Sensitivity analysis of the microphysics scheme in WRF-Chem contributions to AQMEII phase 2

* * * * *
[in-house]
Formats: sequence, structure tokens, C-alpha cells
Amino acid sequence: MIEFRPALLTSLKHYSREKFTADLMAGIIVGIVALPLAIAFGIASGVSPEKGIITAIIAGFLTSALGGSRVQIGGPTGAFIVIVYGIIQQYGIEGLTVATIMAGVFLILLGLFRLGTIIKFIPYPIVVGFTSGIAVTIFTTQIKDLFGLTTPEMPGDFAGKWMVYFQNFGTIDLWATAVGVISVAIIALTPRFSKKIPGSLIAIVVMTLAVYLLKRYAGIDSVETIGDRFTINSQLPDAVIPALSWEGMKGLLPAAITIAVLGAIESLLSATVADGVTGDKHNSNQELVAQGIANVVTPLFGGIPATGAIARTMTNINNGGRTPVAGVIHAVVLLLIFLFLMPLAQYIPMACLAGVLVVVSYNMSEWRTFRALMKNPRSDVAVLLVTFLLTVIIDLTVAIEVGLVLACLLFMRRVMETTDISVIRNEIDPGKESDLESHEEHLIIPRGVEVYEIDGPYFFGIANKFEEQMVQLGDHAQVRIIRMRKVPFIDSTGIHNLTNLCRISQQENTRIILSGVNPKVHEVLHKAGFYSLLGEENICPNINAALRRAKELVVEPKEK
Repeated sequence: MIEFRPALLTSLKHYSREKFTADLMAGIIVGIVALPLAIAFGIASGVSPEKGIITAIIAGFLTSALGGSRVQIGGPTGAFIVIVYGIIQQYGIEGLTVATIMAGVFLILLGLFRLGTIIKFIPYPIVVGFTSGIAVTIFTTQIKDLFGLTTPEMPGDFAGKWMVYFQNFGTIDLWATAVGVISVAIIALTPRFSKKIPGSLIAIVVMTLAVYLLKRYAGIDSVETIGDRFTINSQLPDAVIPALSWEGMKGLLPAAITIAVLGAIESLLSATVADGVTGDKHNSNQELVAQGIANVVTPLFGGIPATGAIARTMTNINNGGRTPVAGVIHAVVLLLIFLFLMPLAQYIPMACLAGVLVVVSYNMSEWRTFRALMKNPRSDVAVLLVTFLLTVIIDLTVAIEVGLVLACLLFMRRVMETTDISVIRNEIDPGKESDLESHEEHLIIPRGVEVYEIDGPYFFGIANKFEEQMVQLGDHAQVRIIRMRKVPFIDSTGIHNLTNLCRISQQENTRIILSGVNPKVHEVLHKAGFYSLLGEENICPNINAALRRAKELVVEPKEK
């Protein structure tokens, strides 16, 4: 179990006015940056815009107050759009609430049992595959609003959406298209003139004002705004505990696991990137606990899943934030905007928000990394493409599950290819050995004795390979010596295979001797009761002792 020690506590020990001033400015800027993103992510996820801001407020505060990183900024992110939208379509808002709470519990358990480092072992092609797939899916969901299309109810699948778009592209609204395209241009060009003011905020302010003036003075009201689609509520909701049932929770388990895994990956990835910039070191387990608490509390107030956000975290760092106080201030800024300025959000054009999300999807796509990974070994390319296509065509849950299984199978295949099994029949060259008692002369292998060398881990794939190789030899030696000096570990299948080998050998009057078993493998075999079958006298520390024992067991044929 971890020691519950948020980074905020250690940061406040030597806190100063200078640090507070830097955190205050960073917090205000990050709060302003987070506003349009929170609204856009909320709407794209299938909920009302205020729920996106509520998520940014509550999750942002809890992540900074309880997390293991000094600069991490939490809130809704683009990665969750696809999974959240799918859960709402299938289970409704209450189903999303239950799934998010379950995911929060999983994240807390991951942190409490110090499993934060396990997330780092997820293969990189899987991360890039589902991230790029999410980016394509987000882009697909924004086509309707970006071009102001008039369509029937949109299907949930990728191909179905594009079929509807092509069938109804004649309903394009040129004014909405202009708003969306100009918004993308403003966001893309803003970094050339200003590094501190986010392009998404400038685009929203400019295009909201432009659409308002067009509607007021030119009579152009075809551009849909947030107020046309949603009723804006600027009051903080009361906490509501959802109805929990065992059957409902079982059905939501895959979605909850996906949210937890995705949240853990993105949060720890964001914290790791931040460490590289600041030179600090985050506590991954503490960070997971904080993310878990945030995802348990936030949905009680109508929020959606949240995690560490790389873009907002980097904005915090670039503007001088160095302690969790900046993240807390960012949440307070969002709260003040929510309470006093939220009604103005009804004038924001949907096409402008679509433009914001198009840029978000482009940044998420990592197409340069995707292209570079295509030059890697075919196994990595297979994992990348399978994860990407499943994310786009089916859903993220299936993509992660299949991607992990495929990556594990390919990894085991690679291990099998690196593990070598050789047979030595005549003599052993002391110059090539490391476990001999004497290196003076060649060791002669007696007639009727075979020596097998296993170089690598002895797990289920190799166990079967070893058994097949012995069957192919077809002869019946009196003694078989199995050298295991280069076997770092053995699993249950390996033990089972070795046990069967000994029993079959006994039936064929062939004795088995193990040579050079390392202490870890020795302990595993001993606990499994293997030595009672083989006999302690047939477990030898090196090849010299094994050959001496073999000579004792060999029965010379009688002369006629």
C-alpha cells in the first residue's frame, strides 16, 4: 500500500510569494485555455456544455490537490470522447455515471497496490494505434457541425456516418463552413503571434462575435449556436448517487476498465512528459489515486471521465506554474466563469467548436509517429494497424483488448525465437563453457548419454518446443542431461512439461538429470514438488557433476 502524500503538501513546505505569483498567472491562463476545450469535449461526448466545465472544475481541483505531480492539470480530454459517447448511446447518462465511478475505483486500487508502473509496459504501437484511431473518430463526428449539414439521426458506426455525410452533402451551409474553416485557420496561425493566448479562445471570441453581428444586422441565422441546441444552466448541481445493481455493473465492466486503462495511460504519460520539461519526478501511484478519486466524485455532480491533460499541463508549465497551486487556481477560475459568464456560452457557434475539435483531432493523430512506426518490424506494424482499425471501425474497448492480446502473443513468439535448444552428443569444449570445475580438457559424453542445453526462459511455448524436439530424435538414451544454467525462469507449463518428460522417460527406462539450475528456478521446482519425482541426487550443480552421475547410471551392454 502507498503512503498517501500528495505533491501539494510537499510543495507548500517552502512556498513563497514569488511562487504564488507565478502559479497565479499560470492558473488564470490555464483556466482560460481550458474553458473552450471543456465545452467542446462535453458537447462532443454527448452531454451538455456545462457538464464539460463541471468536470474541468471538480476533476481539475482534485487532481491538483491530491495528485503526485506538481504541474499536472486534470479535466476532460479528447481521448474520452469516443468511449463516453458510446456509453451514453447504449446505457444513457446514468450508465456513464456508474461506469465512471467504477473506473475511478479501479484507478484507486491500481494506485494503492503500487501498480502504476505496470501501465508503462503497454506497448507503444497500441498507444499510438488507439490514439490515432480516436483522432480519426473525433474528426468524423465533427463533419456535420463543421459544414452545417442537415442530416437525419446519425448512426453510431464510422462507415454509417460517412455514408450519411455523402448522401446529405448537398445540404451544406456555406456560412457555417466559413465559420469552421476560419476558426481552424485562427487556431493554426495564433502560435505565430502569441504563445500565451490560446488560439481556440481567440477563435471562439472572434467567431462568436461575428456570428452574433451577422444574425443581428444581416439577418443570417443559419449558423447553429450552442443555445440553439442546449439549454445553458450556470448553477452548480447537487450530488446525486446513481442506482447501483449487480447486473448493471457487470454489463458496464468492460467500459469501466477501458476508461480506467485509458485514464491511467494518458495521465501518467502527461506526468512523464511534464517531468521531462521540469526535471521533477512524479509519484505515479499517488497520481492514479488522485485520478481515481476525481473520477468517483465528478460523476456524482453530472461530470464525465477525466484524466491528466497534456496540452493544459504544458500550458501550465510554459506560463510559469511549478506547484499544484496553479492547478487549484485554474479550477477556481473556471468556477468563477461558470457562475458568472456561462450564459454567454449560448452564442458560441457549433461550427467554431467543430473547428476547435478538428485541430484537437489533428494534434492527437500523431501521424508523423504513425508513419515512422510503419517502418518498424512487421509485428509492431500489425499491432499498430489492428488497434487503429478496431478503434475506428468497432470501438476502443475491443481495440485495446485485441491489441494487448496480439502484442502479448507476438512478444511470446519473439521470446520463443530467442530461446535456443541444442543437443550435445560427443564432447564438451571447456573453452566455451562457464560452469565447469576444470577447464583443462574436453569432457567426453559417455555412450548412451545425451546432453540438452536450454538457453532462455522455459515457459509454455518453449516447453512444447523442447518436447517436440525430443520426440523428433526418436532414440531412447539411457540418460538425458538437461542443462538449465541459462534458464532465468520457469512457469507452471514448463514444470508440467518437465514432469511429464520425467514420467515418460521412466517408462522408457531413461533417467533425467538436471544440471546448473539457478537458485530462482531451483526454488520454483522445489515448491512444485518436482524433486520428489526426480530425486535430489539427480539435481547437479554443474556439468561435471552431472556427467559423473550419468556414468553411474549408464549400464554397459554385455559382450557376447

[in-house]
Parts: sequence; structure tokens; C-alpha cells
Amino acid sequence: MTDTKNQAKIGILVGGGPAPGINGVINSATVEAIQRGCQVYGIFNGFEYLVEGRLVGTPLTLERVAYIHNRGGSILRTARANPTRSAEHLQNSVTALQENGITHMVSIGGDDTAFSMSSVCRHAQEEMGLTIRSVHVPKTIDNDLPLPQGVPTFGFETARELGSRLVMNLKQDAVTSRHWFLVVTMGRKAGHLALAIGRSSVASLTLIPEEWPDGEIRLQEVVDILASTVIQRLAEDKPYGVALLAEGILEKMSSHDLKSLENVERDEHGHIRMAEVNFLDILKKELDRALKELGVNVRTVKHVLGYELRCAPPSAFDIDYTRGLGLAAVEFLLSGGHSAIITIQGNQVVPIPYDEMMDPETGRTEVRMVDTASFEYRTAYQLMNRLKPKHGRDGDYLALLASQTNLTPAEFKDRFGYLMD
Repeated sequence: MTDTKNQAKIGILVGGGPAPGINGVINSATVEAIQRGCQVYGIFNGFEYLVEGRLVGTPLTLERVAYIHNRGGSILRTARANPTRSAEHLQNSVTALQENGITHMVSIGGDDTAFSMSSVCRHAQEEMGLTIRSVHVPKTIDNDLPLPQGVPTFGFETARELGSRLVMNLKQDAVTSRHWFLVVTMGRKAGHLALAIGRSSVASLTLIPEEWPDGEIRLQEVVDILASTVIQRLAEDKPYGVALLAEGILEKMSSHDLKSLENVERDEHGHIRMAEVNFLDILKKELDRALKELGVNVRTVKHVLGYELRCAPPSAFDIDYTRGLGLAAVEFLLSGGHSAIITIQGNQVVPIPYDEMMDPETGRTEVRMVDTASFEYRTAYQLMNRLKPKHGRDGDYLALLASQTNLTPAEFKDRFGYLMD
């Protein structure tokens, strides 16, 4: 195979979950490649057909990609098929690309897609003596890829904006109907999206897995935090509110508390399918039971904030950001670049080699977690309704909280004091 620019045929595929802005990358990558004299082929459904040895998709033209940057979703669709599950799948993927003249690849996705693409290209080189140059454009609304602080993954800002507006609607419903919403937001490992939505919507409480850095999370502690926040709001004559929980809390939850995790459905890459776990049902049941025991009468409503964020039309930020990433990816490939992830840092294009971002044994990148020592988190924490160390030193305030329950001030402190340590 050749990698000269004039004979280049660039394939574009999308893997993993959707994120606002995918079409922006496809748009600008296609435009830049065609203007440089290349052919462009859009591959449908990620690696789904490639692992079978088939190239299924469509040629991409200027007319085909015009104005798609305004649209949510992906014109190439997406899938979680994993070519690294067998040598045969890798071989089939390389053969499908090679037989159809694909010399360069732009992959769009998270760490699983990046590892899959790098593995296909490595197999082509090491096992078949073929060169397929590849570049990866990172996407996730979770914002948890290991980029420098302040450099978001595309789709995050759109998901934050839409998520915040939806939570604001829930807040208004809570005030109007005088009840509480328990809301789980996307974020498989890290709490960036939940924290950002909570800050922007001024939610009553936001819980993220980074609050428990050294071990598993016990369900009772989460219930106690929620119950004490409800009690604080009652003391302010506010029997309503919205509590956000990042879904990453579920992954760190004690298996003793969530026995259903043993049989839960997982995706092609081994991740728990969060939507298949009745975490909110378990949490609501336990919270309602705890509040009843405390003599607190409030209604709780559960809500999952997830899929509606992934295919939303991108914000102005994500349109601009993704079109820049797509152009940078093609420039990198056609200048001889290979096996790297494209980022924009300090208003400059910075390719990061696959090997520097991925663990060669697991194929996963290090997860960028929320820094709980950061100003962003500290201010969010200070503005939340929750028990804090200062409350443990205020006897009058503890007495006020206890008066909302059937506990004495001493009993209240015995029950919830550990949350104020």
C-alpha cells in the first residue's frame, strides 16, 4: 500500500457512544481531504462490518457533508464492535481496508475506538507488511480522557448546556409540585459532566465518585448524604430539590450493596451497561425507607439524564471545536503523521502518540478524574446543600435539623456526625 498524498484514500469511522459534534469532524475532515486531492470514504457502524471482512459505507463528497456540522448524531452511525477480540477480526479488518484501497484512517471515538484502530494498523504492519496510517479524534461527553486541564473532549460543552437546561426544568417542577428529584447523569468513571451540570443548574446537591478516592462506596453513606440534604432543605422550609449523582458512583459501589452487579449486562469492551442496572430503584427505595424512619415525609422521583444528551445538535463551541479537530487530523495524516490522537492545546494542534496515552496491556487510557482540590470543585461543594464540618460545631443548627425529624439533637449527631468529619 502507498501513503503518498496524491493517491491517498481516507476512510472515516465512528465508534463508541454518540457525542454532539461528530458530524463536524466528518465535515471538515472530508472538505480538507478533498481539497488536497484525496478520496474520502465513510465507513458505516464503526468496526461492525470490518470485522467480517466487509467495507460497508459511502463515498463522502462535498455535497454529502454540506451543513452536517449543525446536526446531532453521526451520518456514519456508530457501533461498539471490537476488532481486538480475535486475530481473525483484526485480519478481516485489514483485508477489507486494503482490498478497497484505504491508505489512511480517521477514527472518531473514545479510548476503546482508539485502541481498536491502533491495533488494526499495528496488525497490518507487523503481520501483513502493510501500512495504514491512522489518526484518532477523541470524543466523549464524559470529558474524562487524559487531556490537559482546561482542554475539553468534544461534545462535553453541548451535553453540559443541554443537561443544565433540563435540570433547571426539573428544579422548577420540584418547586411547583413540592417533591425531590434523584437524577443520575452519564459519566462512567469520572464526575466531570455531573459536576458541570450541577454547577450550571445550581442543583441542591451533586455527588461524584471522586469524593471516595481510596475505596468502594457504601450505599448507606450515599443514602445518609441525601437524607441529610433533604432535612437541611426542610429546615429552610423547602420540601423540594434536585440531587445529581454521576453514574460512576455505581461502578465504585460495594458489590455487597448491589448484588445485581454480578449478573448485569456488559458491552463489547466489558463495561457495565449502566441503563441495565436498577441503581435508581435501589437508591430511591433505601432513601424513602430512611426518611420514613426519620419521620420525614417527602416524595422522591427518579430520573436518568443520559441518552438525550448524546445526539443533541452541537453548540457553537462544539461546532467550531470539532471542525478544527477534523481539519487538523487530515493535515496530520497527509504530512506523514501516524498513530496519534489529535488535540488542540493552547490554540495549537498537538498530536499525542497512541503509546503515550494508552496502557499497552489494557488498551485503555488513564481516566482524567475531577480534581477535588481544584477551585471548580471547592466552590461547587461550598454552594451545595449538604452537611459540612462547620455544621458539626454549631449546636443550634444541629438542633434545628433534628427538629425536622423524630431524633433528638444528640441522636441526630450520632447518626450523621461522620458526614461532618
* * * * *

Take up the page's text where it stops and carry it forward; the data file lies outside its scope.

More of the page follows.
The parameterization of cloud microphysics is a crucial part of fully-coupled meteorology-chemistry models, since microphysics governs the formation, growth and dissipation of hydrometeors and also aerosol cloud interactions. The main objective of this study, which is based on two simulations for Europe contributing to Phase 2 of the Air Quality Model Evaluation International Initiative (AQMEII) is to assess the sensitivity of WRF-Chem to the selection of the microphysics scheme. Two one-year simulations including aerosol cloud interactions with identical physical-chemical parameterizations except for the microphysics scheme (Morrison –MORRAT vs Lin –LINES) are compared. The study covers the difference between the simulations for two three-month periods (cold and a warm) during the year 2010, allowing thus a seasonal analysis. Overall, when comparing to observational data, no significant benefits from the selection of the microphysical schemes can be derived from the results. However, these results highlight a marked north-south pattern of differences, as well as a decisive impact of the aerosol pollution on the results. The MORRAT simulation resulted in higher cloud water mixing ratios over remote areas with low CCN concentrations, whereas the LINES simulation yields higher cloud water mixing ratios over the more polluted areas. Regarding the droplet number mixing ratio, the Morrison scheme was found to yield higher values both during winter and summer for nearly the entire model domain. As smaller and more numerous cloud droplets are more effective in scattering shortwave radiation, the downwelling shortwave radiation flux at surface was found to be up to 30 W m−2 lower for central Europe for the MORRAT simulation as compared to the simulation using the LINES simulation during wintertime. Finally, less convective precipitation is simulated over land with MORRAT during summertime, while no almost difference was found for the winter. On the other hand, non-convective precipitation was up to 4 mm lower during wintertime over Italy and the Balkans for the case of including Lin microphysics as compared to the MORRAT simulation.